“This price is equal to about 35 times the estimated sustainable generic price,” Barber and Gotham said.
It’s also 46 times as much as Indian manufacturers plan to charge for a generic version, according to Leena Menghaney, the South Asia head of Médecins Sans Frontières’ Access Campaign.
“The molnupiravir case illustrates why the ‘TRIPS Waiver’ is so urgently needed, which would waive intellectual property for COVID-19 medical tools during the pandemic and would remove legal barriers so that countries the world over could produce versions of these medicines and more lives could be saved,” she said in a statement, referring to a proposal to waive intellectual property rights for COVID-19 vaccines and treatments.
Merck officials didn’t respond to requests for comment. After public criticism of the cost of the company’s antiviral, an executive, Dr. Nicholas Kartsonis, said the price it charged the U.S. government isn’t the final figure.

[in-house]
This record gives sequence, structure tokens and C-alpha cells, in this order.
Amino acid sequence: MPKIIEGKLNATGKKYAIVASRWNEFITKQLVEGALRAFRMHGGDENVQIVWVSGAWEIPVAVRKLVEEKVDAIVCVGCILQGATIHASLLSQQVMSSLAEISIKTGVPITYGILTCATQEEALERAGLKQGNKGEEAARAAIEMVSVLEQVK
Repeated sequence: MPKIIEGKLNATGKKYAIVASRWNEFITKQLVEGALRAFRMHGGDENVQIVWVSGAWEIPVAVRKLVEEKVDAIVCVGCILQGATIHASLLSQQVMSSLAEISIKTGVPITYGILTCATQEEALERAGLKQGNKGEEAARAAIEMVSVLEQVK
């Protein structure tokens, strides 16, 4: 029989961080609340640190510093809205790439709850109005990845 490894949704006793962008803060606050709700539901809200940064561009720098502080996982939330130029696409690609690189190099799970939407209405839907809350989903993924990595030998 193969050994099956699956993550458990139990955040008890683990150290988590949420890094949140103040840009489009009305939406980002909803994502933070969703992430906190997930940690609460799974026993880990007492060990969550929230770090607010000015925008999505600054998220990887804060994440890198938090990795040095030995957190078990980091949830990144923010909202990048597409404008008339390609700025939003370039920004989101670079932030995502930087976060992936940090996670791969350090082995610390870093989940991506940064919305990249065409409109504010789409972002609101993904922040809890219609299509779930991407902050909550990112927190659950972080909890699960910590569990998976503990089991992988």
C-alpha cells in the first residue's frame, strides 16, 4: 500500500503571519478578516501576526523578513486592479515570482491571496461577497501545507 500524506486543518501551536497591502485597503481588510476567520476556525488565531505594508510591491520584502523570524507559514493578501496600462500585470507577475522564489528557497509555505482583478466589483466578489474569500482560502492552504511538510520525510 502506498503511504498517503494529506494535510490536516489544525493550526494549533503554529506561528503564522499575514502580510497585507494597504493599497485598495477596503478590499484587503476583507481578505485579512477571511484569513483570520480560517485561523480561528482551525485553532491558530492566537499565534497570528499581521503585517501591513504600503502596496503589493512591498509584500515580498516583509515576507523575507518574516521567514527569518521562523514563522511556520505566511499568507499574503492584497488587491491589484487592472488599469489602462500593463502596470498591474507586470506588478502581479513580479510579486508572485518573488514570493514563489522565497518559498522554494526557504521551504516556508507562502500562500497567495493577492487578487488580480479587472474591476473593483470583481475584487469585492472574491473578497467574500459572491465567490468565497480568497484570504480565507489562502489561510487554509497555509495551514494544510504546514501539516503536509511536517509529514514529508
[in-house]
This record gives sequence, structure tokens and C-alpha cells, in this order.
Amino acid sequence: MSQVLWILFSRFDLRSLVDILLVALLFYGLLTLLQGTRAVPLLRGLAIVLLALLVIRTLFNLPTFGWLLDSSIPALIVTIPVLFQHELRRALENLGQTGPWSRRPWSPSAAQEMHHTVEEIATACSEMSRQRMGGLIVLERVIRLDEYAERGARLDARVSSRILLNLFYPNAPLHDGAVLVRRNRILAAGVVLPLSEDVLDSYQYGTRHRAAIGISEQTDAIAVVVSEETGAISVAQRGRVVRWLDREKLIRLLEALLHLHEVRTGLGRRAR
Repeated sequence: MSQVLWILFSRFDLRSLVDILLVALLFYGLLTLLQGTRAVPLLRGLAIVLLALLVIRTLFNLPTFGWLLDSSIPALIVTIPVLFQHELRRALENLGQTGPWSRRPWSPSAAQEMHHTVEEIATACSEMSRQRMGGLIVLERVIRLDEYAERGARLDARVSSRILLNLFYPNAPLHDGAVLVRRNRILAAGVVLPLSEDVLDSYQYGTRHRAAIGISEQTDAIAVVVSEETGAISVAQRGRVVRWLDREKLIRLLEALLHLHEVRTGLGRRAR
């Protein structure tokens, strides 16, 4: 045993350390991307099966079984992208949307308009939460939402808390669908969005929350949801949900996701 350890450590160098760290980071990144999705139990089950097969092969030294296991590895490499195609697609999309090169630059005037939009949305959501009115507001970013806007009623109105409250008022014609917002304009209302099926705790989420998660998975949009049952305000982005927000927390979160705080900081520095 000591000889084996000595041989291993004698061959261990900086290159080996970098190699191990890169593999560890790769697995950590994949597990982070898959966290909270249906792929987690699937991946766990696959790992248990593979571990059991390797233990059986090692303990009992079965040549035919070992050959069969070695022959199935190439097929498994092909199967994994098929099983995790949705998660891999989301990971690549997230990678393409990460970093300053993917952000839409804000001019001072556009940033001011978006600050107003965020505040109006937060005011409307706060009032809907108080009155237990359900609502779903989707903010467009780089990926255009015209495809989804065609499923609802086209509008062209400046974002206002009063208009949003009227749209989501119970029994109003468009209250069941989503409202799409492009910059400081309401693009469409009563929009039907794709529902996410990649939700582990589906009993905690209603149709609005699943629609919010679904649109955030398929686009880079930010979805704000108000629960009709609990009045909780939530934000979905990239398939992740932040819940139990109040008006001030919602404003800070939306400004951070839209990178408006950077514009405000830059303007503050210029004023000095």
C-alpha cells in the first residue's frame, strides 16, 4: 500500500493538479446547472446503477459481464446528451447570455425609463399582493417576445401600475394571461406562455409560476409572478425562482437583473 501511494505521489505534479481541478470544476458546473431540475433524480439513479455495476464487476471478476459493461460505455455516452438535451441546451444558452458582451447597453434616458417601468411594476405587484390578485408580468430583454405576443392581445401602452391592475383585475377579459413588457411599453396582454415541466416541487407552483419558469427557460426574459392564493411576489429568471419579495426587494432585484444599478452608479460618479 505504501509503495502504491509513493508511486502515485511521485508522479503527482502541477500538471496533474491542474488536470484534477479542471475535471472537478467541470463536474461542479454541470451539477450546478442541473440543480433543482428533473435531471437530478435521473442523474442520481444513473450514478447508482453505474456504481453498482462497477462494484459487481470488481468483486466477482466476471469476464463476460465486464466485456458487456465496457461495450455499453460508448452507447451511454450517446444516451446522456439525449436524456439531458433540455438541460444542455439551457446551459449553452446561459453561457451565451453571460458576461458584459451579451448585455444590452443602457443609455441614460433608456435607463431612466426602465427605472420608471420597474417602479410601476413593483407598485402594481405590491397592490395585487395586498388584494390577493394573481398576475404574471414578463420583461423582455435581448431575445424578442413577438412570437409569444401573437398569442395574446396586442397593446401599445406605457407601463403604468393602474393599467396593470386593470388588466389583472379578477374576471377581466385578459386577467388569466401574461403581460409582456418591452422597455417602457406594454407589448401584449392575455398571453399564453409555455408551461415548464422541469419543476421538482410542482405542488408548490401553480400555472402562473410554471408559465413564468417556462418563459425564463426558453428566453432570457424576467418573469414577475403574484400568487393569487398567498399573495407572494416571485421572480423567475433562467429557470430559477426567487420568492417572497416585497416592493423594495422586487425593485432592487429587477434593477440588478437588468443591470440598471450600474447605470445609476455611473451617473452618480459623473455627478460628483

“We set that price before we had any data, so that’s just one contract,” Kartsonis told the Associated Press. “Obviously we’re going to be responsible about this and make this drug as accessible to as many people around the world as we can.”
Merck in a statement on Oct. 11 said it’s “committed to providing timely access to molnupiravir globally, if it is authorized or approved, and plans to implement a tiered pricing approach based on World Bank country income criteria to reflect countries’ relative ability to finance their health response to the pandemic.”
Cheaper Than Other Treatments
While hydroxychloroquine and other drugs approved for various afflictions but used as off-label COVID-19 treatments cost much less, they aren’t recommended by federal authorities to treat COVID-19. The few cleared as COVID-19 treatments cost more than Merck’s drug.